The proposed new GCSE for #MFL is based on so-called high frequency words. But where do these words come from? And how reliable is the sample used to determine them? Why do we end up with the words below? #mfltwitterati 1/5
The Routledge frequency lists - being used by DfE/NCELP - are each based on a corpus (i.e. sample) of around 23 million words, from various sources see attached). That's a big number. Or is it? Is it enough to really tell us which words are the most common? 2/5
1. Abolish national centre for languages research (CILT) 2. Appoint a small number of people to a panel do a review into teaching 3. In that review, recommend creation of a Centre for Excellence (a new CILT)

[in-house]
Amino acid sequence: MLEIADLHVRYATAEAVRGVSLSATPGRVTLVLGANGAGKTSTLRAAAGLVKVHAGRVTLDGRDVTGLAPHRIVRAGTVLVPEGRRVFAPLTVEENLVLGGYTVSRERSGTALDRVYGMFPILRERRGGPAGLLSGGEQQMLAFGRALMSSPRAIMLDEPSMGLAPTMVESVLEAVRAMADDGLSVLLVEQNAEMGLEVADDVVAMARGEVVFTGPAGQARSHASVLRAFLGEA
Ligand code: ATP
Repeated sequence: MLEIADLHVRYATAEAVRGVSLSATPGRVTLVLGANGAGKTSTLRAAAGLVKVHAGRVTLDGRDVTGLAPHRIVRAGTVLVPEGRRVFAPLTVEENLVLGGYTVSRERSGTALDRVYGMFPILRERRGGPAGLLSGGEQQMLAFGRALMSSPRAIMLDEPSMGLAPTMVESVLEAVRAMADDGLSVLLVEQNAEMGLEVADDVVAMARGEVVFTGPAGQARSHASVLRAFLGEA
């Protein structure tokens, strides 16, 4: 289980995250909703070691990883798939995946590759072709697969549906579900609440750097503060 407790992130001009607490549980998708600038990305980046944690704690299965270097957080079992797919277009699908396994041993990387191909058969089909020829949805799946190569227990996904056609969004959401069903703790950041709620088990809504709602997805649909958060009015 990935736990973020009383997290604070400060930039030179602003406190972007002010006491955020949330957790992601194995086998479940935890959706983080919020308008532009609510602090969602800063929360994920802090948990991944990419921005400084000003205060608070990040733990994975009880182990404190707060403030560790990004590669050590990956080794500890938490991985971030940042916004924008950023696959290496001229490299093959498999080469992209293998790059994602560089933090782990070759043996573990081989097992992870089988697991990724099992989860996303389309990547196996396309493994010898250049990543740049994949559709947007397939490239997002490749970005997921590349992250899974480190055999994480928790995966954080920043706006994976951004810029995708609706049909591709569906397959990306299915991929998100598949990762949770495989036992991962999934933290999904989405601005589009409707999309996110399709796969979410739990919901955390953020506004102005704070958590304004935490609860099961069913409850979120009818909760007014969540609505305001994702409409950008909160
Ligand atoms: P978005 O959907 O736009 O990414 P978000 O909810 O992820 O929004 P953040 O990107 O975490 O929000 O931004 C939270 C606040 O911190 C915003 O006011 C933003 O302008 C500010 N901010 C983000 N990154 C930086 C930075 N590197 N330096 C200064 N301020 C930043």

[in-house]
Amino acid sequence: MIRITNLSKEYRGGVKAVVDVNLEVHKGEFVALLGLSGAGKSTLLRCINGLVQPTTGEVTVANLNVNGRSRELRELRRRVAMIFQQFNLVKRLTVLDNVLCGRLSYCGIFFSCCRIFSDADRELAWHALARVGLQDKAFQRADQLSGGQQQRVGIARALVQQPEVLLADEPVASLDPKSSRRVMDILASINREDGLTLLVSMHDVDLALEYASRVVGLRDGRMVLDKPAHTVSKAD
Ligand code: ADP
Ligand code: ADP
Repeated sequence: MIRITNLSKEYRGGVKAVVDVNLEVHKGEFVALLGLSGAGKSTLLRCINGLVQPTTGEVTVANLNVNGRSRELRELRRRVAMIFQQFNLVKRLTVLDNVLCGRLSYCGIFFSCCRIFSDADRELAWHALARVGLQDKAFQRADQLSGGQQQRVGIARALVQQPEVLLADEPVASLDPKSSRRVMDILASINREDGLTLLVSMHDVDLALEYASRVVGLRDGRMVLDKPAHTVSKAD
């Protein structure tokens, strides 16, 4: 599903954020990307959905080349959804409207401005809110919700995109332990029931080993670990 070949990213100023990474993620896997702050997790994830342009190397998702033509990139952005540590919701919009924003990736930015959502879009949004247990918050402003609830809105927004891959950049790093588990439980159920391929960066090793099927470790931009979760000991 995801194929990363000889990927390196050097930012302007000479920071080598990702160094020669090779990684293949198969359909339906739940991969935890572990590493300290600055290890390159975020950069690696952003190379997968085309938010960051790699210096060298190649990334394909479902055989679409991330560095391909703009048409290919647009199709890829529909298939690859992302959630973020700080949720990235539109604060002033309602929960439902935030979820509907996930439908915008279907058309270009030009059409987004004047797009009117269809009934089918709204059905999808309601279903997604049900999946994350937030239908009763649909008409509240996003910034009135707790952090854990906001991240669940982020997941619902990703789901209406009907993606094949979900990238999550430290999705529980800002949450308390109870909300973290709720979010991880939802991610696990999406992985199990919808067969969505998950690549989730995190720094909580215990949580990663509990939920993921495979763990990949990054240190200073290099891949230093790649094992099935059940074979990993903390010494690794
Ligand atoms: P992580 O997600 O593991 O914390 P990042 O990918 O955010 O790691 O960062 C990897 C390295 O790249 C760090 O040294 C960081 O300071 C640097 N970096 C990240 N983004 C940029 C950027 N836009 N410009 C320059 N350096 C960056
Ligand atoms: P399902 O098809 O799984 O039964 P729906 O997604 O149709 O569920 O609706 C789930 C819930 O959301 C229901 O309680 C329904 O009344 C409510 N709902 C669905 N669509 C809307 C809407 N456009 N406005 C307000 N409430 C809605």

4. Award £millions to one of the panelists from the review to run that Centre 5. Centre then starts producing a curriculum which matches the pedagogy (Huh?! Wrong way around!) 6. Appoint panel to review curriculum 7. Pre-confirm outcome of review will match curriculum from step 5
Jul 25, 2020 • 16 tweets • 4 min read
There are lots of debates about next year & what schools' priorities should be. In the longer term, if MFL is ever to grow again we need to know how we earn our place in the timetable.
So, what is the purpose of language learning in the UK in 2020? A thread:
In the 1980s Britain of Thatcher & enthusiastic membership of the European Community, the government accepted the consensus that the purpose of language learning was communication.
Seems logical, right ?